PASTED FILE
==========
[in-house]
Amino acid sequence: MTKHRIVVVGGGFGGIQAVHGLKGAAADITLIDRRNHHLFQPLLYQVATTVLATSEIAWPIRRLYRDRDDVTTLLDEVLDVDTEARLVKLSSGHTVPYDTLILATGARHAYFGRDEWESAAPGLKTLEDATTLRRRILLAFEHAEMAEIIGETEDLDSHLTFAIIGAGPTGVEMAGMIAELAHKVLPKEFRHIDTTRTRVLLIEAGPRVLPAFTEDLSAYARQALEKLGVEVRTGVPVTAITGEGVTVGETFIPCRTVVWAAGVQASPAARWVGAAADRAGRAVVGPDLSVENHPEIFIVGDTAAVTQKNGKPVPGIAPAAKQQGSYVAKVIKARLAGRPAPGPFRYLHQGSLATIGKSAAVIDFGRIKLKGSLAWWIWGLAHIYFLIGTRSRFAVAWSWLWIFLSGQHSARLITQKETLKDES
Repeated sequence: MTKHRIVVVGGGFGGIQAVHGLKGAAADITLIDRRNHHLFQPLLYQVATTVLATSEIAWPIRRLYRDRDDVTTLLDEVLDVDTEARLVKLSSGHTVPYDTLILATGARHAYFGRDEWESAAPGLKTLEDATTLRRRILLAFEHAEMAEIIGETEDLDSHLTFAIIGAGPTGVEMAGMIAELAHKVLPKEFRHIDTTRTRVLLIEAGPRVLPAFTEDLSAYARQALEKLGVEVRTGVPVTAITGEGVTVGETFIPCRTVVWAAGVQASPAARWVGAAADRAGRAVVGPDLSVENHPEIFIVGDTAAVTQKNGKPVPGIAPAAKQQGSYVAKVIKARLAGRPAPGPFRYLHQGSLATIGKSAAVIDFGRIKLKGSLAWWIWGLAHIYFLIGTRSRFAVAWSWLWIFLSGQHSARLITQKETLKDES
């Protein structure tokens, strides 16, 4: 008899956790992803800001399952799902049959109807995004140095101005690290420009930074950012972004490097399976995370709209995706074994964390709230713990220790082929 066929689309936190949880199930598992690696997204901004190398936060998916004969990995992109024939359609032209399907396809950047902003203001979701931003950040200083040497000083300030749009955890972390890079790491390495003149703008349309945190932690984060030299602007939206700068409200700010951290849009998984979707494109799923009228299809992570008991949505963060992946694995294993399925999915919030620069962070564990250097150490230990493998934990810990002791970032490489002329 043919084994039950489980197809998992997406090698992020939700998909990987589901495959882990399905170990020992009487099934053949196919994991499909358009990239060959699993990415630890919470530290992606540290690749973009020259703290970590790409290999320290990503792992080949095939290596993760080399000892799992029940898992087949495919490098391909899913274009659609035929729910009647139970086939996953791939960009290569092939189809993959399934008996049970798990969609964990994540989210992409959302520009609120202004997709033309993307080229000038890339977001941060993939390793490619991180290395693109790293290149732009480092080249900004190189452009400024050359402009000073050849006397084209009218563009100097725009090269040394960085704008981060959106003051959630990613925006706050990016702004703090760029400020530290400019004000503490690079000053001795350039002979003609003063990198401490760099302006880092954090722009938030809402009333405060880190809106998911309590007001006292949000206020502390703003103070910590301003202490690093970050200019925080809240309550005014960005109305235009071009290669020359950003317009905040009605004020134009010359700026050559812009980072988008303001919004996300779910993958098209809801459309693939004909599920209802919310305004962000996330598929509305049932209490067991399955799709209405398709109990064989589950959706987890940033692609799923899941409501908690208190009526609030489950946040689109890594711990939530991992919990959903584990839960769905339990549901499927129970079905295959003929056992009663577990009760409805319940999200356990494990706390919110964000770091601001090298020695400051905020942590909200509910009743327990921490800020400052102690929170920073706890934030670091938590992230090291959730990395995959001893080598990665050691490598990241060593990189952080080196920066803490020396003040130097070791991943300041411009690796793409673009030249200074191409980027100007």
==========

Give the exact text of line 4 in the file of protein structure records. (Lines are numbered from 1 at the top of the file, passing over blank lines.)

């Protein structure tokens, strides 16, 4: 008899956790992803800001399952799902049959109807995004140095101005690290420009930074950012972004490097399976995370709209995706074994964390709230713990220790082929 066929689309936190949880199930598992690696997204901004190398936060998916004969990995992109024939359609032209399907396809950047902003203001979701931003950040200083040497000083300030749009955890972390890079790491390495003149703008349309945190932690984060030299602007939206700068409200700010951290849009998984979707494109799923009228299809992570008991949505963060992946694995294993399925999915919030620069962070564990250097150490230990493998934990810990002791970032490489002329 043919084994039950489980197809998992997406090698992020939700998909990987589901495959882990399905170990020992009487099934053949196919994991499909358009990239060959699993990415630890919470530290992606540290690749973009020259703290970590790409290999320290990503792992080949095939290596993760080399000892799992029940898992087949495919490098391909899913274009659609035929729910009647139970086939996953791939960009290569092939189809993959399934008996049970798990969609964990994540989210992409959302520009609120202004997709033309993307080229000038890339977001941060993939390793490619991180290395693109790293290149732009480092080249900004190189452009400024050359402009000073050849006397084209009218563009100097725009090269040394960085704008981060959106003051959630990613925006706050990016702004703090760029400020530290400019004000503490690079000053001795350039002979003609003063990198401490760099302006880092954090722009938030809402009333405060880190809106998911309590007001006292949000206020502390703003103070910590301003202490690093970050200019925080809240309550005014960005109305235009071009290669020359950003317009905040009605004020134009010359700026050559812009980072988008303001919004996300779910993958098209809801459309693939004909599920209802919310305004962000996330598929509305049932209490067991399955799709209405398709109990064989589950959706987890940033692609799923899941409501908690208190009526609030489950946040689109890594711990939530991992919990959903584990839960769905339990549901499927129970079905295959003929056992009663577990009760409805319940999200356990494990706390919110964000770091601001090298020695400051905020942590909200509910009743327990921490800020400052102690929170920073706890934030670091938590992230090291959730990395995959001893080598990665050691490598990241060593990189952080080196920066803490020396003040130097070791991943300041411009690796793409673009030249200074191409980027100007």